.
Tarot Runes I Ching Stichomancy Contact
Store Numerology Coin Flip Yes or No Webmasters
Personal Celebrity Biorhythms Bibliomancy Settings

Today's Stichomancy for Colin Farrell

The first excerpt represents the element of Air. It speaks of mental influences and the process of thought, and is drawn from The Underground City by Jules Verne:

where the ground was hidden under the black dust of the mineral fuel, but no cinders nor even fragments of coal were to be seen. All had been carried away and consumed long ago.

They walked into the shed which covered the opening of the Yarrow shaft, whence ladders still gave access to the lower galleries of the pit. The engineer bent over the opening. Formerly from this place could be heard the powerful whistle of the air inhaled by the ventilators. It was now a silent abyss. It was like being at the mouth of some extinct volcano.

When the mine was being worked, ingenious machines were used in certain shafts of the Aberfoyle colliery, which in this respect was very well off;

The second excerpt represents the element of Fire. It speaks of emotional influences and base passions, and is drawn from Tarzan the Untamed by Edgar Rice Burroughs:

there was something uncanny about it as there had been when the savage growls and hideous snarls issued from those clean- cut lips.

Tarzan looked at the girl, a quizzical expression upon his face. Again had she placed him under obligations to her, and Tarzan of the Apes did not wish to be obligated to a German spy; yet in his honest heart he could not but admit a certain admiration for her courage, a trait which always greatly im- pressed the ape-man, he himself the personification of courage.

"Here is the kill," he said, picking the carcass of Bara from the ground. "You will want to cook your portion, I presume,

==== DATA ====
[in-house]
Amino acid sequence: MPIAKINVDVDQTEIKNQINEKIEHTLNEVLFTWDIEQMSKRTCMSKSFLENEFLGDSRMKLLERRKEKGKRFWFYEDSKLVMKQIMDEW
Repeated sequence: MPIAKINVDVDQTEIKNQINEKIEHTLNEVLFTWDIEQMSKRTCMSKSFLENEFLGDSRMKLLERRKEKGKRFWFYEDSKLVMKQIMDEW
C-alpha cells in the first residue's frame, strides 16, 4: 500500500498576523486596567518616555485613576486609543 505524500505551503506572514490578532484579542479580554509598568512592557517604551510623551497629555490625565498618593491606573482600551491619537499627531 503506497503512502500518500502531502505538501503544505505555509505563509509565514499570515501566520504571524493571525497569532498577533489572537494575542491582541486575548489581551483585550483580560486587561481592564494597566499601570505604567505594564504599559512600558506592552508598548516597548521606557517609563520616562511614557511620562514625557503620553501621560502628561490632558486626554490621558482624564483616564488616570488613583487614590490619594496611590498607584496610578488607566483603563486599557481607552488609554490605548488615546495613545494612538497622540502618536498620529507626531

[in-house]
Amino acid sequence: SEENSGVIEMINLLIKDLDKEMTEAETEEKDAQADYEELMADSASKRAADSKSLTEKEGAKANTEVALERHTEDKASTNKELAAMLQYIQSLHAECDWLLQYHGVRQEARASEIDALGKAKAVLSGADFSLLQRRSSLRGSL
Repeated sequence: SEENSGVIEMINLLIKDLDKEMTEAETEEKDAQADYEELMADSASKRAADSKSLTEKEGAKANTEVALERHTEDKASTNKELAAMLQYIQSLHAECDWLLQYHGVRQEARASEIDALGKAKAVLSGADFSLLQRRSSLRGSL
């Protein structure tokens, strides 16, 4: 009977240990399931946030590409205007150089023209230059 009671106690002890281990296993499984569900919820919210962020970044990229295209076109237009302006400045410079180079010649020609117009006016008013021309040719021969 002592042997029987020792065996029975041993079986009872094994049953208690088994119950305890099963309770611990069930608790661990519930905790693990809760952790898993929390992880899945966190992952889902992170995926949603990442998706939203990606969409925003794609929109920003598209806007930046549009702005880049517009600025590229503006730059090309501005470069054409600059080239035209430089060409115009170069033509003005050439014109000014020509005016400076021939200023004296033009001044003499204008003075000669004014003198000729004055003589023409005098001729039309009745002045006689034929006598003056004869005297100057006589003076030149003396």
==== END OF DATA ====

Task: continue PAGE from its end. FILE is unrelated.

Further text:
Tarzan the Untamed
The third excerpt represents the element of Water. It speaks of pure spiritual influences and feelings of love, and is drawn from Symposium by Plato:

instruments, to come to the pair who are lying side by side and to say to them, 'What do you people want of one another?' they would be unable to explain. And suppose further, that when he saw their perplexity he said: 'Do you desire to be wholly one; always day and night to be in one another's company? for if this is what you desire, I am ready to melt you into one and let you grow together, so that being two you shall become one, and while you live live a common life as if you were a single man, and after your death in the world below still be one departed soul instead of two--I ask whether this is what you lovingly desire, and whether you are satisfied to attain this?'--there is not a man of them who when he heard the proposal would deny or would not acknowledge that this meeting and

The fourth excerpt represents the element of Earth. It speaks of physical influences and the impact of the unseen on the visible world, and is drawn from The Arrow of Gold by Joseph Conrad:

in our great country, have every sort of tradition. But a young man of good connections and distinguished relations must settle down some day, dispose of his life."

"No doubt, Madame," I said, raising my eyes to the figure outside - "Americain, Catholique et gentilhomme" - walking up and down the path with a cigar which he was not smoking. "For myself, I don't know anything about those necessities. I have broken away for ever from those things."

"Yes, Mr. Mills talked to me about you. What a golden heart that is. His sympathies are infinite."

I thought suddenly of Mills pronouncing on Mme. Blunt, whatever his


The Arrow of Gold